Solution: Always assume the worst and encourage students to save their work as it progresses to ensure that they have a previous version they can return to. Remember that students don’t need to be sitting at the computer in order to develop their ICT capability. By improving your own capabilities in ICT, you will be able to demonstrate the higher order skills involved in the activity such as planning, evaluating and reflecting. You can have a back-up plan ready where you will start a group or whole class discussion about processes and enhance their decision making with in-depth questioning.
Putting children without computers at home at a disadvantage
Solution: Allow students to continue to work on ICT activities for homework and give them access to the computers outside of school hours. For an assessment, you will need to distinguish between the extent a child has had help from a parent or sibling. In these circumstances, ask the child to demonstrate the methods she or he used to complete the activity.
Determining what the child has done and what the computer has done for them
Solution: Your first choice of method would be observation, but in addition to this you can ask the children to write a reflective report about the approach they used to complete the ICT activity whether it be a project or homework task. You could also use student self-assessment sheets for projects to encourage them to reflect on the extent to which they have developed knowledge and skills. Furthermore, this could be used as basis for discussions in your lessons.
These are just some of the issues that you may have experienced. In either case, your aim should be to enable students to reach the stage where the technology they are using becomes sufficiently transparent.
Other issues would include using formative assessment methods in order to pitch your teaching appropriately, sharing information with other teachers and reporting to parents. To learn more about these you will need to enrol in our accredited online course in relation to assessment for learning. Learn from your peers and colleagues like Amanda did. Read what she had to say.
Reporting on Student Progress in ICT Capability
The effective assessment of student ICT capability can improve the quality of the information provided to parents in reports.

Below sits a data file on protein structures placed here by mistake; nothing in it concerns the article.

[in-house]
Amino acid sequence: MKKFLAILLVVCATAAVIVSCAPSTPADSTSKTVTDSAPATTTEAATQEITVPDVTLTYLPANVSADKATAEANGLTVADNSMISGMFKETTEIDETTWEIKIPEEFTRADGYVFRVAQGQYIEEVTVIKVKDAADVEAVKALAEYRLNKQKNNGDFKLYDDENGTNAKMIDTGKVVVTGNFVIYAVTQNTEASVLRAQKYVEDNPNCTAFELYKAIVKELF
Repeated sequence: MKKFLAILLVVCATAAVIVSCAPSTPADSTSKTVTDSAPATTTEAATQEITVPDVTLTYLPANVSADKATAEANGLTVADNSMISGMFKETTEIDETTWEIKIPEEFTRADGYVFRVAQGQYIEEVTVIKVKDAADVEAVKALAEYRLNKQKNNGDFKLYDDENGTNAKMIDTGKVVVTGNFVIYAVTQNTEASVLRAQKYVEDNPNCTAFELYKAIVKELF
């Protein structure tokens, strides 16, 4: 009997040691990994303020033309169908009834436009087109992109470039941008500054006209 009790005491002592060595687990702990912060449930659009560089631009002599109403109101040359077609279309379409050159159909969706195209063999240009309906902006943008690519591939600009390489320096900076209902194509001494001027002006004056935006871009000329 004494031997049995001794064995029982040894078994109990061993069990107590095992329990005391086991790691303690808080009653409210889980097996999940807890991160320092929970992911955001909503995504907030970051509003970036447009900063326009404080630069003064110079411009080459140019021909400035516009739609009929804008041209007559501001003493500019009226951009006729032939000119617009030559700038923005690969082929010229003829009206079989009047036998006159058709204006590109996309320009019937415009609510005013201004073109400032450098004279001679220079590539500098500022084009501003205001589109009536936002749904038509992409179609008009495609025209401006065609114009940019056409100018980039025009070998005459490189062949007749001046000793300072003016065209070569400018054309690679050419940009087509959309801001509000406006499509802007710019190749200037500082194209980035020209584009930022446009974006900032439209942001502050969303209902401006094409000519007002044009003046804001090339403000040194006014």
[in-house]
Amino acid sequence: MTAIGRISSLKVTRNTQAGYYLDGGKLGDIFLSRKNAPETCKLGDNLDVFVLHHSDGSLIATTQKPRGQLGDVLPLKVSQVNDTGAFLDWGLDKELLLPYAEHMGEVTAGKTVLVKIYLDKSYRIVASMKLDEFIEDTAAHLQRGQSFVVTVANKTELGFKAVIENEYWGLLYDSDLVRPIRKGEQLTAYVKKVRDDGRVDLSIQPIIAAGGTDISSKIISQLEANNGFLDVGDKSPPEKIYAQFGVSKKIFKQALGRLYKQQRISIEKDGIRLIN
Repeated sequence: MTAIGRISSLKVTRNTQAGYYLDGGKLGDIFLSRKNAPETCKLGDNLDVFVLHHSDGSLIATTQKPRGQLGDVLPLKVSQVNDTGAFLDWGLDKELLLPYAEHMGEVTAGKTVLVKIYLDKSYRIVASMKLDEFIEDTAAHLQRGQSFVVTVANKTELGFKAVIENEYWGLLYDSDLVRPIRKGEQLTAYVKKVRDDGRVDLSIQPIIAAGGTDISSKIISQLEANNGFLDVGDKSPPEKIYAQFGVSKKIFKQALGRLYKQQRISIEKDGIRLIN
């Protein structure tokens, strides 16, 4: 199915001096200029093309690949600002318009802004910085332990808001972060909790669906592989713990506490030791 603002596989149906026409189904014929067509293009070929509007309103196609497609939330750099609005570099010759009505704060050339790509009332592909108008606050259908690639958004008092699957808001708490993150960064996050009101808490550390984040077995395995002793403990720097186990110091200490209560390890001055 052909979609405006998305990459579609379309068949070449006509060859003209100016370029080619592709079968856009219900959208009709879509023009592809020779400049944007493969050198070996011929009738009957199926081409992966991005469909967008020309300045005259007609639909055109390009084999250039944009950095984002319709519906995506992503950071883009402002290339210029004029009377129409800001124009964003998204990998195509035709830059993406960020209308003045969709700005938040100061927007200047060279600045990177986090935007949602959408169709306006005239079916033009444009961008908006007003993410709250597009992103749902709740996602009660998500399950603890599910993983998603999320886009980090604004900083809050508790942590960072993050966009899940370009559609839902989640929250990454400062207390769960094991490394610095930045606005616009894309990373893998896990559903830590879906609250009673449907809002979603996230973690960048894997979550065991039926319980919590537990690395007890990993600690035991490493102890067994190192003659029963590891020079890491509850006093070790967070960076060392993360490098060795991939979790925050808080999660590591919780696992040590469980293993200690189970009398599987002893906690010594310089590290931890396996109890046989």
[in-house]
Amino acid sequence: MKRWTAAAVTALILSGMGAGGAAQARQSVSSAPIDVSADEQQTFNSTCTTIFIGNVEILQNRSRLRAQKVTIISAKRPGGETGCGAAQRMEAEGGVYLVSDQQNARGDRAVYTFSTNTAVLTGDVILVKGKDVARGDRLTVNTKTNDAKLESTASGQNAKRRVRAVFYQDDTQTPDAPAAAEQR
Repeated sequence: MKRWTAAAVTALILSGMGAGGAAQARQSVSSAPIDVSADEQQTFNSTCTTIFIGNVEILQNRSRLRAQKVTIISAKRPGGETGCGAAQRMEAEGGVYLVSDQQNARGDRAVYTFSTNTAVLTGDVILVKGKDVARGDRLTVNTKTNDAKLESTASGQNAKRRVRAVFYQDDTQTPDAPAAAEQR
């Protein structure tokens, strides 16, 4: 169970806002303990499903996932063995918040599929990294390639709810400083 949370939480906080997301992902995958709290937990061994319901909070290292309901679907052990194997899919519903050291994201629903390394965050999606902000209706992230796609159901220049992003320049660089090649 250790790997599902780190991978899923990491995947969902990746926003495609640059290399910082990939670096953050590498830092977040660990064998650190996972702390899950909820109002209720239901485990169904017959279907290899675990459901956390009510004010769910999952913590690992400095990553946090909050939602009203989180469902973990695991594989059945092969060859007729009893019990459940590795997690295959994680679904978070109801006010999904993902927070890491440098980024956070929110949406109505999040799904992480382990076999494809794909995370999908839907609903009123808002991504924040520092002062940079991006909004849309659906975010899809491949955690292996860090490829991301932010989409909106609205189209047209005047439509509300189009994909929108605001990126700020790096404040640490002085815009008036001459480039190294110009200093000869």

Annual reports needs to be written in a way that considers the needs of the parents.
There also must be a balance between being informative and being brief. Here are some other factors to consider when writing a report on student ICT capability.
- What can the child do? Set this in the context of the experiences that the student has had over a period of time.
- Are there any special accomplishments and what difficulties have been encountered?
- What is the level of attainment in terms of the National Curriculum? It is a good idea to discuss the student’s level in relation to other students of the same age group throughout the country rather than their position within the class. It is important that if this comparison is to be meaningful, you need to have background information about the overall ability of the class itself.
- Identify how the student can improve making reference to future topics and activities as well as more specific advice on ways in which the child could be assisted to improve.
- Never place pressure on parents to spend money on software or a computer for example, in order the student to improve their expertise.
- Rephrase your information as you would with teachers for parents to understand.
- Keep information about the student’s ICT capability, in some sense related to the attainment level descriptions, if they do not actually a level to a student.
- For each student, review your task based assessments and refer to the complete folder of the student’s work.
- Summarise the comments made about the student’s ICT capability during the term/semester/year.
One last point to remember and that is the key to progression and continuity in student ICT capability is effective development. From this you can proficiently write on their capabilities and this information is then great to use for future planning.